What a turn of emotions.  What a contrast of experiences.  What a shock to the minds and hearts of all of His first followers.  How could this be? How could something so glorious become so painful in such a short amount of time?  From an earthly perspective, what would soon follow made no sense, but from a divine perspective, it was the beginning of the most glorious act ever known.


The evil one certainly watched in hatred and jealousy as Jesus, the Eternal Son of the Father, was given this glorious reception by these sons and daughters of God.  The envy of the evil one was so great that it became alive and manifest in the souls of some of the religious leaders, in the betrayal of one of the Apostles, in the actions of the civil authorities and in the confused emotions of the crowds.  The vile, frightful, forceful and definitive attack on our Lord would soon begin now that He was welcomed into the city of Jerusalem to begin the Feast of Passover. Who could have known that on that Passover the Lamb of Sacrifice would be our Lord Himself.

Announcing our salvation

Announcing our salvation

By Mel Jasmin


On March 25, the universal Church, celebrates the Feast of the Annunciation of the Lord.


The feast of the Annunciation, now recognized as a solemnity, was first celebrated in the fourth or fifth century. Its central focus is the Incarnation: God has become one of us. From all eternity God had decided that the Second Person of the Blessed Trinity should become human. Now, as Luke 1:26-38 tells us, the decision is being realized. The God-Man embraces all humanity, indeed all creation, to bring it to God in one great act of love. Because human beings have rejected God, Jesus will accept a life of suffering and an agonizing death: “No one has greater love than this, to lay down one’s life for one’s friends” (John 15:13).


Mary has an important role to play in God’s plan. From all eternity, God destined her to be the mother of Jesus and closely related to him in the creation and redemption of the world. We could say that God’s decrees of creation and redemption are joined in the decree of Incarnation. Because Mary is God’s instrument in the Incarnation, she has a role to play with Jesus in creation and redemption. It is a God-given role. It is God’s grace from beginning to end. Mary becomes the eminent figure she is only by God’s grace. She is the empty space where God could act. Everything she is she owes to the Trinity.


Mary is the virgin-mother who fulfills Isaiah 7:14 in a way that Isaiah could not have imagined. She is united with her son in carrying out the will of God (Psalm 40:8-9; Hebrews 10:7-9; Luke 1:38).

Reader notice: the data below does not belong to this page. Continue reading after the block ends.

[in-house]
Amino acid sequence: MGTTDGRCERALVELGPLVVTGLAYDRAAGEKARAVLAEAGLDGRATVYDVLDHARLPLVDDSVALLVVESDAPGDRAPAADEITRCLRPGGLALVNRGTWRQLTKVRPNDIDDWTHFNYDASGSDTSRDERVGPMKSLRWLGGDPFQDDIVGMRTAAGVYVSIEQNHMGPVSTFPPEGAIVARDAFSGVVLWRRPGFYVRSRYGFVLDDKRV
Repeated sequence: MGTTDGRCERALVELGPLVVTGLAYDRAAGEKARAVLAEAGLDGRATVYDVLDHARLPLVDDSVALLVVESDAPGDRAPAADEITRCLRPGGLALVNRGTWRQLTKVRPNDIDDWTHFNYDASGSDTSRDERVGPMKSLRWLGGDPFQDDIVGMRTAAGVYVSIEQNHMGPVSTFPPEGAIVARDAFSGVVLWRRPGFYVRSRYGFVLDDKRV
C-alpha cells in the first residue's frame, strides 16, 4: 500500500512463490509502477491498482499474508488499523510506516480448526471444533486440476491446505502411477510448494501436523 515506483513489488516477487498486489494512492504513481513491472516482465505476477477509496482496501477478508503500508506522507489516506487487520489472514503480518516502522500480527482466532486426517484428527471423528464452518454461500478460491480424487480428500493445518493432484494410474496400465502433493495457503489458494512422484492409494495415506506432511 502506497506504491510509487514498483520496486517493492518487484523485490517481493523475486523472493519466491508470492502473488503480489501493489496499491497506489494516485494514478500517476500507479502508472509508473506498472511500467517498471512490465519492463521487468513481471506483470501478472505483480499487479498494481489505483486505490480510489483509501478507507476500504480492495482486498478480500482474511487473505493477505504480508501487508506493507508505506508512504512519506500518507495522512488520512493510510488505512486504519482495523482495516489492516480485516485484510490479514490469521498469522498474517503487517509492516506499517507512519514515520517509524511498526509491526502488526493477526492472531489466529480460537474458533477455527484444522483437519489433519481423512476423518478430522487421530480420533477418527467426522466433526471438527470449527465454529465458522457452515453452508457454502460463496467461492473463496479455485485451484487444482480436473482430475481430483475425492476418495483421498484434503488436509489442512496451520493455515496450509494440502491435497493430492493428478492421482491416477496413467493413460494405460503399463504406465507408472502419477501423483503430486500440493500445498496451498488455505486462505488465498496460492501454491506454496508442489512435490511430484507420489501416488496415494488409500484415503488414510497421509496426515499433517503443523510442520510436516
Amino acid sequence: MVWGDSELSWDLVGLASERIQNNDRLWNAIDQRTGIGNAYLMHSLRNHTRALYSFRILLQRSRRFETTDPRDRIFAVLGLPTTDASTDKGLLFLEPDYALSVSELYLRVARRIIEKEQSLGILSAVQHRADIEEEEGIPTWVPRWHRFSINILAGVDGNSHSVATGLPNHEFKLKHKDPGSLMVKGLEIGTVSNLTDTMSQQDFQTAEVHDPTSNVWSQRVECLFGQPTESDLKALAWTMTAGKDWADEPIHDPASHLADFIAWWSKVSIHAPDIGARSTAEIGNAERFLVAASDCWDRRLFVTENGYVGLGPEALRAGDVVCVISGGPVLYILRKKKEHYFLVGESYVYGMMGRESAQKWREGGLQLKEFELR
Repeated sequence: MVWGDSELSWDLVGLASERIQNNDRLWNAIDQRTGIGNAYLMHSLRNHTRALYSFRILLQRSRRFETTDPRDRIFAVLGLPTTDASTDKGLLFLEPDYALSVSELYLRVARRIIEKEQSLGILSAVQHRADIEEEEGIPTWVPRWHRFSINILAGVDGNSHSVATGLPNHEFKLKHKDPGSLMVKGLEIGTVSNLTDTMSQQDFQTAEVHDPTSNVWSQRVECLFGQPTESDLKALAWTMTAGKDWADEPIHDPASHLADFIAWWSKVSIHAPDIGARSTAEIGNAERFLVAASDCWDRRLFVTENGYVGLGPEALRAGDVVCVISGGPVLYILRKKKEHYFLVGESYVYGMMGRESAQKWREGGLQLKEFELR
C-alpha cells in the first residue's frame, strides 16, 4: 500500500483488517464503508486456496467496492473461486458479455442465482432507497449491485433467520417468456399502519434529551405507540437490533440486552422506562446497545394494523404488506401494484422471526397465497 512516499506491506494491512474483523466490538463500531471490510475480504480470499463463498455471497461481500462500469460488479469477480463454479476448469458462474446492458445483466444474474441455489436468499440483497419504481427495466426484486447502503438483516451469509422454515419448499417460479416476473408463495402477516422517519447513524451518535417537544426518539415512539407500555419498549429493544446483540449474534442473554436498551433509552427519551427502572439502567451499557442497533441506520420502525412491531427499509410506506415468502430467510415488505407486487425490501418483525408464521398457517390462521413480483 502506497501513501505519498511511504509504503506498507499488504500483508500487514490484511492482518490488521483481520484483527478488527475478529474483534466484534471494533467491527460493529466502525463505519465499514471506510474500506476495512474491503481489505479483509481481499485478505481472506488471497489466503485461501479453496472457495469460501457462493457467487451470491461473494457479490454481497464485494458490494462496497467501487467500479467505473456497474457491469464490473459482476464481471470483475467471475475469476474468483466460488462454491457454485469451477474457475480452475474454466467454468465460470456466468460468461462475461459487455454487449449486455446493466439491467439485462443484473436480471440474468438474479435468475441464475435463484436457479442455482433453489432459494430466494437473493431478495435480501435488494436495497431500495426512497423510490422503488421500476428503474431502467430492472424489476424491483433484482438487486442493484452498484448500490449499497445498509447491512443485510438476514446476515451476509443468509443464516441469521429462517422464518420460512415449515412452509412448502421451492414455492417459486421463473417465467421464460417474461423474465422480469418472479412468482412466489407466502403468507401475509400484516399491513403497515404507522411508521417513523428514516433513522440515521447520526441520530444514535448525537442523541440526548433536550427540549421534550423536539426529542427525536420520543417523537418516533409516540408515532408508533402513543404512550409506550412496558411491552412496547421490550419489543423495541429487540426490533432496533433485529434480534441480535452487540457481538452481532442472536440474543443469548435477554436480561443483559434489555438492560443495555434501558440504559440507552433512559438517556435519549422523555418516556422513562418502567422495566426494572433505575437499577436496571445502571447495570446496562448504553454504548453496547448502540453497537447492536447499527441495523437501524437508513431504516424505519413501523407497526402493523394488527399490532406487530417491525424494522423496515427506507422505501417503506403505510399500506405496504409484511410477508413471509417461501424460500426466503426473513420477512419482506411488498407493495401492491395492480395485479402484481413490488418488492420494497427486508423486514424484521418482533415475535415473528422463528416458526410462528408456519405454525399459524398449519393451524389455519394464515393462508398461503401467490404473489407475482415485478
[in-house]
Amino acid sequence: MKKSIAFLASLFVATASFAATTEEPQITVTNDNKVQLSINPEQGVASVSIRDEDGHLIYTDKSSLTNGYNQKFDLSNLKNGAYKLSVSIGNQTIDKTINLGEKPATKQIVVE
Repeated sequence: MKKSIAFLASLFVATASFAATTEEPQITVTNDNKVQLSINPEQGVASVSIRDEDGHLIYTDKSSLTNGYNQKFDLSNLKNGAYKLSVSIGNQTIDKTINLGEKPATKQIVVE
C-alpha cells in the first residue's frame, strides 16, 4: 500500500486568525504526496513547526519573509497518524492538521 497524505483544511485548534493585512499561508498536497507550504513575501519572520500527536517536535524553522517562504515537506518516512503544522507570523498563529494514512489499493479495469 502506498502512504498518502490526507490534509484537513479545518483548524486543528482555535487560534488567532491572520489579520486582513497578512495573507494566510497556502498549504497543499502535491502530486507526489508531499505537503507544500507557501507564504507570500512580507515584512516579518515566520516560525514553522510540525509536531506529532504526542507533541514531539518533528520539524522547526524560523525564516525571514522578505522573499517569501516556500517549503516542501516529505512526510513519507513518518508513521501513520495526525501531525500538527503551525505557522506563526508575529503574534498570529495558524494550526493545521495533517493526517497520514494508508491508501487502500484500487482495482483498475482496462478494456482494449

Do we announce the Good News to our neighbors through our actions?

Saint Joseph: our strength and shield

Saint Joseph: our strength and shield

By Mel Jasmin


This week, we will celebrate the Solemnity of Saint Joseph as Spouse of the Blessed Virgin Mary.


Joseph’s example and patronage come at the perfect time. At a time when a global pandemic has forced millions to live hidden away, isolated and alone, we can see Joseph as a model of the hidden life. We know, too, that Joseph died before Jesus’ public ministry ; Mary’s husband was undoubtedly familiar with suffering. So, we can see him as our patron, too, praying for us as he understands our struggles with illness.

Like many saints whose lineage can be traced back to the earliest days of the church, very little is known of St. Joseph, besides what we learn from the few lines written about him in the Gospels. He was of King David’s line and engaged to a young woman from Nazareth. Mary was found, quite unexpectedly, to be pregnant. But Joseph, “being a righteous man and unwilling to expose her to public disgrace,” as the Gospel of Matthew tells it, planned to dissolve his betrothal quietly. Even before Jesus was born, then, Joseph’s tender compassion and forgiving heart were on full display.


But God had other plans. As with another troubled Joseph—a patriarch in the book of Genesis—God used a dream to reveal his redemptive plans for the carpenter from Nazareth. In the dream, an angel let Joseph in on Mary’s secret: “Joseph, son of David, do not be afraid to take Mary as your wife, for the child conceived in her is from the Holy Spirit.” That same angel, after the birth of Mary’s son, advised Joseph to take the child and his mother to Egypt to flee the murderous King Herod. And Joseph listened.


Like Saint Joseph, may we also listen to the will of God.


Praying with Pope Francis for peace

Praying with Pope Francis for peace

By Father Bernard Holzer, aa

With Pope Francis, let us pray for peace: with the “Prayer of the Children of Abraham” said during the Interreligious Meeting in the Plain of Ur (Iraq) on Saturday, 6 March 2021

We ask you, the God of our father Abraham and our God, to grant us a strong faith, a faith that abounds in good works, a faith that opens our hearts to you and to all our brothers and sisters; and a boundless hope capable of discerning in every situation your fidelity to your promises.